Confession: I can’t cook. I mean I can, but certainly nothing fancy — we’re talking scrambled eggs or lemon garlic chicken (that one’s pretty rare, actually).
So, it’s only natural that Thanksgiving meal prep intimidates me. How can one possibly balance so many dishes — each with their own list of ingredients? Don’t you get stressed when the water’s boiling, you can’t find your good knife, and all your guests are arriving in less than an hour?
On top of all of that: How do you manage to keep your meals healthy? Or at least healthier?
I’m obviously in need of some help here — so I talked to an expert. Mascha Davis is a registered dietician nutritionist based in Los Angeles.
Of course, she makes it all look very easy (but in an approachable way). Here’s our conversation.
Q: What are your thoughts around what eating ‘healthy’ means, as we approach the holidays?
MD: A thing that I emphasize is that yes, food is for nourishment and nutrition, and getting our vitamins and minerals. But it’s also for celebration and bringing people together; it serves so many different purposes. It’s OK that not every single thing you eat is healthy. You don’t need to be overly hard on yourself during a time of year when there’s all this delicious food.
Q: How can we talk about health-focused, nutritious eating, without veering into conversations promoting unhealthy diet culture?
MD: Not restricting. The more we restrict something, the more we tend to crave it, and the less we feel in control about it. So, don’t skip breakfast the morning of Thanksgiving. If you’re hungry, eat a meal earlier in the day. Don’t “save up” because you’re just going to be ravenously hungry, and end up overeating most likely. You want to be nourishing your body the entire day.
Q: How can you make sure your plate is balanced with the right nutrients? (I tend to load up on the mashed potatoes).
MD: I typically say to follow the rule of thirds when it comes to your plate. Instead of focusing on avoiding something, or keeping to certain macros, have a balanced plate — a third carbs, a third veggies, and a third protein. You’re then getting all of these different nutrients, but you have flexibility with what you’re actually selecting and putting on the plate.
Q: What about factoring in exercise and movement for a healthier holiday?
MD: Movement is always so important. I believe the best movement is the one you enjoy. So, not forcing yourself to exercise just because you’re going to have a big meal. But doing it more because you want to take care of your body and mind and you want to feel good, whether it’s going on a walk or just doing your favorite workout.
Q: Alright, do you have any recipes for someone like me — who wants to practice healthy cooking but has no idea where to start?
MD: Yes! First we have a DIY cranberry sauce. A lot of store bought cranberry sauces have excess fillers and gums, and a lot of excess sugar. This one is so easy to make, super zesty and delicious.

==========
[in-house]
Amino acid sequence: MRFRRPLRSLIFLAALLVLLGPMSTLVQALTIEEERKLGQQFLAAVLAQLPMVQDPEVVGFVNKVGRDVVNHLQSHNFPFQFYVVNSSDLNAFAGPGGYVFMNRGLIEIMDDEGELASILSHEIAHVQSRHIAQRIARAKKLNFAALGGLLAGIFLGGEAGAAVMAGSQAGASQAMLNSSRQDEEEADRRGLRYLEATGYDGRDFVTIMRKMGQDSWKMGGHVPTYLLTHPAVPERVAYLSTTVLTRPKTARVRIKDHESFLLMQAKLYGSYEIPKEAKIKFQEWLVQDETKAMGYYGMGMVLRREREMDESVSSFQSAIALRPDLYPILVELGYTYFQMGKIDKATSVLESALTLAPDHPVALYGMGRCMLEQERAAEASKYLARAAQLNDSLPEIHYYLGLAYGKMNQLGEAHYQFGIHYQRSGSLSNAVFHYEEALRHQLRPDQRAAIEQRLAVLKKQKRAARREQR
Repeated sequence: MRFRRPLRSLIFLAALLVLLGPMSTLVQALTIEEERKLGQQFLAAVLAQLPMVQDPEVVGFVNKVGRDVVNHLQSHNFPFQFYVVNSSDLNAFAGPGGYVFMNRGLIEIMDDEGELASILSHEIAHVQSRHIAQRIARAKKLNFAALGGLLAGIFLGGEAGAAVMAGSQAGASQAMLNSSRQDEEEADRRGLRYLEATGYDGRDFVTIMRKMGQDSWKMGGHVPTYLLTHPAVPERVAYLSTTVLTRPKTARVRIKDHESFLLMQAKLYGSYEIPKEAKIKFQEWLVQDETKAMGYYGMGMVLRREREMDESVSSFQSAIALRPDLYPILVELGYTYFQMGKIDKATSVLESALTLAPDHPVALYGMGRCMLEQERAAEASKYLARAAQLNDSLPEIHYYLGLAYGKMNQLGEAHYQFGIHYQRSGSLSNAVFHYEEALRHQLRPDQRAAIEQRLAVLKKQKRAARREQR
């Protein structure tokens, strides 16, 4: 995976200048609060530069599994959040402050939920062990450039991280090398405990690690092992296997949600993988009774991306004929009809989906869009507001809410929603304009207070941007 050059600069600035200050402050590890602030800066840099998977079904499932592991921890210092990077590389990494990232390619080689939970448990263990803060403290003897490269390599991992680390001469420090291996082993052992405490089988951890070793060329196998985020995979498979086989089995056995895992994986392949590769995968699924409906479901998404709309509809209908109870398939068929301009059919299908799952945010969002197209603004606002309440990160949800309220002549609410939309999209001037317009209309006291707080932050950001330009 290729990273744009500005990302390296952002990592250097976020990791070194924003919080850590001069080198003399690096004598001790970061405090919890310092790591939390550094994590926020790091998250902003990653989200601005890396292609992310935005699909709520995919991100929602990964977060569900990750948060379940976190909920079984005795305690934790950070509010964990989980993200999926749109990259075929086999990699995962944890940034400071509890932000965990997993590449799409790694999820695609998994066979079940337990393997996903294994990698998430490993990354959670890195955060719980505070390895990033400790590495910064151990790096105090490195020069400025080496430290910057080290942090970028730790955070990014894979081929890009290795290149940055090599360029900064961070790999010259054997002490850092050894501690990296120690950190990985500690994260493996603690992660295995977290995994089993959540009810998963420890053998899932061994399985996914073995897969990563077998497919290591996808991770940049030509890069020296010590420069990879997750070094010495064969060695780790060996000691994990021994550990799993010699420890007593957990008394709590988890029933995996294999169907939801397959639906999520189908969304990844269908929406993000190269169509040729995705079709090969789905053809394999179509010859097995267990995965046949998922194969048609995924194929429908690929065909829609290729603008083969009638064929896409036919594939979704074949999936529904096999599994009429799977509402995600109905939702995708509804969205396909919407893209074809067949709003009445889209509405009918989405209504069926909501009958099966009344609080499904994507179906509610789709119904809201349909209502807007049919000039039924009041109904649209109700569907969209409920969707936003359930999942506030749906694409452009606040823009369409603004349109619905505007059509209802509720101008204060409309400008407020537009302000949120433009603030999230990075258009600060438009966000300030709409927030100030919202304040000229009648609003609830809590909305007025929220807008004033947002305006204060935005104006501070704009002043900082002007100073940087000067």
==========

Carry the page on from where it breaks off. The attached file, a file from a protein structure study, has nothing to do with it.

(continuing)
DIY Cranberry Sauce
- 1 bag cranberries
- ½ cup brown sugar *note: to lower the sugar content, swap the sugar for another non-caloric sweetener like stevia or monk fruit*
- ¾ cup water
- ½ tsp vanilla
- 1 tsp orange zest
- ½ tsp cinnamon
Directions: Combine all ingredients in a medium saucepan and bring to a boil. Reduce heat and let simmer for 15 minutes until the cranberries pop and turn to your desired consistency.
MD: There’s also a bone broth gravy. This one is a lot healthier than a store bought gravy, which is going to be really high in sodium. With bone broth, this one has additional benefits like all these different minerals and nutrients that can be good for joint health, bone health, gut health. This recipe is from Beauty & the Broth.
Bone Broth Gravy
- 1 pt of beef bone broth concentrate
- Sea salt
- 2-3 tsp tapioca flour
- 2 tbsp butter
- Black pepper
1. Put 2 tbsp of butter into a skillet and melt at low heat
2. Add the 2-3 tsp of tapioca flour into the melted butter and stir together
3. Add in 1 pt of our beef bone broth concentrate and mix together
4. Sprinkle in 1 tsp of thyme
5. Sprinkle in salt and pepper
6. If you want a thicker gravy, feel free to add in more tapioca flour
MD: And then, we have our cauliflower mashed potatoes. There’s nothing wrong with regular mashed potatoes, but cauliflower ones are really delicious too — and this is another simple recipe. It also gives a boost of fiber, vitamin C, and vitamin K.
Cauliflower Mashed Potatoes
- 1 medium cauliflower
- 2 tbsp cream cheese or vegan butter
- Any additional toppings/seasonings you like (garlic, green onions, salt pepper etc)
1. Chop up cauliflower into florets and add to boiling water. Cook for 10 minutes.
2. Drain and put cauliflower back into the warm pan covered with a lid for 2-3 minutes.
3. Add the cream cheese and other desired ingredients to the cauliflower. Then, use a fork, potato masher or food processor to combine all the ingredients to your desired consistency.
4. Add additional ingredients to garnish as desired & enjoy!
Q: And lastly, the holidays can bring up a lot of emotions. Any tips for keeping a healthy headspace this season?
MD: My big tip is to check in with yourself. Especially if you’re eating with other people, it can be really easy to get distracted and lose touch with your internal hunger and fullness signals. I recommend taking a step away — like a bathroom break — so you can consciously check in on your body. Having that awareness can be so helpful and prevent mindless eating. Taking a moment to check in, and just step away, is really big.
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